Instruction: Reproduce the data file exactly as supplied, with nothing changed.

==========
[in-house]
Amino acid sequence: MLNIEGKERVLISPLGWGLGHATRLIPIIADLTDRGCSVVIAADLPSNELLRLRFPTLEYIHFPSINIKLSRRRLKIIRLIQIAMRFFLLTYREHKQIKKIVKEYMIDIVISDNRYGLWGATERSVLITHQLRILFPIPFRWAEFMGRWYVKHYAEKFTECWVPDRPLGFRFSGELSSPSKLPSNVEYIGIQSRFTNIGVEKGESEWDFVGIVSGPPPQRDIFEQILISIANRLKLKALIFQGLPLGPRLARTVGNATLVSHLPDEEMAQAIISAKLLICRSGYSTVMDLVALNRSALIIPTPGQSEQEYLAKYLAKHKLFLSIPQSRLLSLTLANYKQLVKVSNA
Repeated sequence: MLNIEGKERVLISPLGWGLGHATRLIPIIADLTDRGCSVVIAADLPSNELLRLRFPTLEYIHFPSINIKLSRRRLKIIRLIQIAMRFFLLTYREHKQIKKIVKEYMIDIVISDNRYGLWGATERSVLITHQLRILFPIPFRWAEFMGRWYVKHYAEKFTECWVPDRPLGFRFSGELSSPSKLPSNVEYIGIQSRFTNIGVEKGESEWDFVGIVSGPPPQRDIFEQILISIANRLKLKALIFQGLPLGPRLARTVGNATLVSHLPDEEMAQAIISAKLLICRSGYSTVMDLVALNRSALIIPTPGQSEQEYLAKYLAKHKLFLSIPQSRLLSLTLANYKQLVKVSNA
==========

[in-house]
Amino acid sequence: MLNIEGKERVLISPLGWGLGHATRLIPIIADLTDRGCSVVIAADLPSNELLRLRFPTLEYIHFPSINIKLSRRRLKIIRLIQIAMRFFLLTYREHKQIKKIVKEYMIDIVISDNRYGLWGATERSVLITHQLRILFPIPFRWAEFMGRWYVKHYAEKFTECWVPDRPLGFRFSGELSSPSKLPSNVEYIGIQSRFTNIGVEKGESEWDFVGIVSGPPPQRDIFEQILISIANRLKLKALIFQGLPLGPRLARTVGNATLVSHLPDEEMAQAIISAKLLICRSGYSTVMDLVALNRSALIIPTPGQSEQEYLAKYLAKHKLFLSIPQSRLLSLTLANYKQLVKVSNA
Repeated sequence: MLNIEGKERVLISPLGWGLGHATRLIPIIADLTDRGCSVVIAADLPSNELLRLRFPTLEYIHFPSINIKLSRRRLKIIRLIQIAMRFFLLTYREHKQIKKIVKEYMIDIVISDNRYGLWGATERSVLITHQLRILFPIPFRWAEFMGRWYVKHYAEKFTECWVPDRPLGFRFSGELSSPSKLPSNVEYIGIQSRFTNIGVEKGESEWDFVGIVSGPPPQRDIFEQILISIANRLKLKALIFQGLPLGPRLARTVGNATLVSHLPDEEMAQAIISAKLLICRSGYSTVMDLVALNRSALIIPTPGQSEQEYLAKYLAKHKLFLSIPQSRLLSLTLANYKQLVKVSNA